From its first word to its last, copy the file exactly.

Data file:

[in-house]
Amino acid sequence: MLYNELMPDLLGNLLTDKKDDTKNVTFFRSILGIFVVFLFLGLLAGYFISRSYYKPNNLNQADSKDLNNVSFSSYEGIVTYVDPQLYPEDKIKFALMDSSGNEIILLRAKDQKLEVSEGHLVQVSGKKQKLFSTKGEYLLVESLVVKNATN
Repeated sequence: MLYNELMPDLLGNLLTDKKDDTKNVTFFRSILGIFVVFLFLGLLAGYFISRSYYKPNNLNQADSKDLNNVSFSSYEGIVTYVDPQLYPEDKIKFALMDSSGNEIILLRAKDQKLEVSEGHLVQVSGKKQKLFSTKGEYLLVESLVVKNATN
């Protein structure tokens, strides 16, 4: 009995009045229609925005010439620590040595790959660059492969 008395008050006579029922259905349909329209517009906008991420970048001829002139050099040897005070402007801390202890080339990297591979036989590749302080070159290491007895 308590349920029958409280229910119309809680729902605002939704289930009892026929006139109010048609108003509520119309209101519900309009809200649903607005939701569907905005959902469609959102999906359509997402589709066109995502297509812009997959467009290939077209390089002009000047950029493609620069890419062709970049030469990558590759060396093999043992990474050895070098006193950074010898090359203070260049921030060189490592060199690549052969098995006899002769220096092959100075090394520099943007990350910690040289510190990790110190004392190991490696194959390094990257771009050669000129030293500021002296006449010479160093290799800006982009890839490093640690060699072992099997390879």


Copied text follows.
[in-house]
Amino acid sequence: MLYNELMPDLLGNLLTDKKDDTKNVTFFRSILGIFVVFLFLGLLAGYFISRSYYKPNNLNQADSKDLNNVSFSSYEGIVTYVDPQLYPEDKIKFALMDSSGNEIILLRAKDQKLEVSEGHLVQVSGKKQKLFSTKGEYLLVESLVVKNATN
Repeated sequence: MLYNELMPDLLGNLLTDKKDDTKNVTFFRSILGIFVVFLFLGLLAGYFISRSYYKPNNLNQADSKDLNNVSFSSYEGIVTYVDPQLYPEDKIKFALMDSSGNEIILLRAKDQKLEVSEGHLVQVSGKKQKLFSTKGEYLLVESLVVKNATN
């Protein structure tokens, strides 16, 4: 009995009045229609925005010439620590040595790959660059492969 008395008050006579029922259905349909329209517009906008991420970048001829002139050099040897005070402007801390202890080339990297591979036989590749302080070159290491007895 308590349920029958409280229910119309809680729902605002939704289930009892026929006139109010048609108003509520119309209101519900309009809200649903607005939701569907905005959902469609959102999906359509997402589709066109995502297509812009997959467009290939077209390089002009000047950029493609620069890419062709970049030469990558590759060396093999043992990474050895070098006193950074010898090359203070260049921030060189490592060199690549052969098995006899002769220096092959100075090394520099943007990350910690040289510190990790110190004392190991490696194959390094990257771009050669000129030293500021002296006449010479160093290799800006982009890839490093640690060699072992099997390879």